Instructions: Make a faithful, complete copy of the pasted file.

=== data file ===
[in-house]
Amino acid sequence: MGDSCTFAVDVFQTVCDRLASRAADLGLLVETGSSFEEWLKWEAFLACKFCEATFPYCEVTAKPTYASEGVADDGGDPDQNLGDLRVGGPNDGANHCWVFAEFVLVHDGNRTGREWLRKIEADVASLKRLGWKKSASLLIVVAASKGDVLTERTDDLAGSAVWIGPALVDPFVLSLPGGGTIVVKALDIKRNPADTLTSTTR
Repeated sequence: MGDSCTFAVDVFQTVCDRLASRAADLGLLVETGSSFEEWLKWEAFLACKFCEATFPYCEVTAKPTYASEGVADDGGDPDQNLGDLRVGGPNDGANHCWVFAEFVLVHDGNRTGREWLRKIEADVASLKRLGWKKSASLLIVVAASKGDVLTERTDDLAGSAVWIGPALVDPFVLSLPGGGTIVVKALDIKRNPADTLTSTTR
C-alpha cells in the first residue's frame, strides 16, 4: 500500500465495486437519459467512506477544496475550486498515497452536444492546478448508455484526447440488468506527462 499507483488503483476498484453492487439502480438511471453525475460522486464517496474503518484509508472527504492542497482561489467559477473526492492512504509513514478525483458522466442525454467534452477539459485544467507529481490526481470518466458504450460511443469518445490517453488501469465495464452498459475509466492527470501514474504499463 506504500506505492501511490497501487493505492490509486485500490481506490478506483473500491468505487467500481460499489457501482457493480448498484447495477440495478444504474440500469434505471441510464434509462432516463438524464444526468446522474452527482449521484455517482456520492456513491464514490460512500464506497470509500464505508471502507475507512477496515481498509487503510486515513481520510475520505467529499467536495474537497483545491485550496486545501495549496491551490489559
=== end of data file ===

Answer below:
[in-house]
Amino acid sequence: MGDSCTFAVDVFQTVCDRLASRAADLGLLVETGSSFEEWLKWEAFLACKFCEATFPYCEVTAKPTYASEGVADDGGDPDQNLGDLRVGGPNDGANHCWVFAEFVLVHDGNRTGREWLRKIEADVASLKRLGWKKSASLLIVVAASKGDVLTERTDDLAGSAVWIGPALVDPFVLSLPGGGTIVVKALDIKRNPADTLTSTTR
Repeated sequence: MGDSCTFAVDVFQTVCDRLASRAADLGLLVETGSSFEEWLKWEAFLACKFCEATFPYCEVTAKPTYASEGVADDGGDPDQNLGDLRVGGPNDGANHCWVFAEFVLVHDGNRTGREWLRKIEADVASLKRLGWKKSASLLIVVAASKGDVLTERTDDLAGSAVWIGPALVDPFVLSLPGGGTIVVKALDIKRNPADTLTSTTR
C-alpha cells in the first residue's frame, strides 16, 4: 500500500465495486437519459467512506477544496475550486498515497452536444492546478448508455484526447440488468506527462 499507483488503483476498484453492487439502480438511471453525475460522486464517496474503518484509508472527504492542497482561489467559477473526492492512504509513514478525483458522466442525454467534452477539459485544467507529481490526481470518466458504450460511443469518445490517453488501469465495464452498459475509466492527470501514474504499463 506504500506505492501511490497501487493505492490509486485500490481506490478506483473500491468505487467500481460499489457501482457493480448498484447495477440495478444504474440500469434505471441510464434509462432516463438524464444526468446522474452527482449521484455517482456520492456513491464514490460512500464506497470509500464505508471502507475507512477496515481498509487503510486515513481520510475520505467529499467536495474537497483545491485550496486545501495549496491551490489559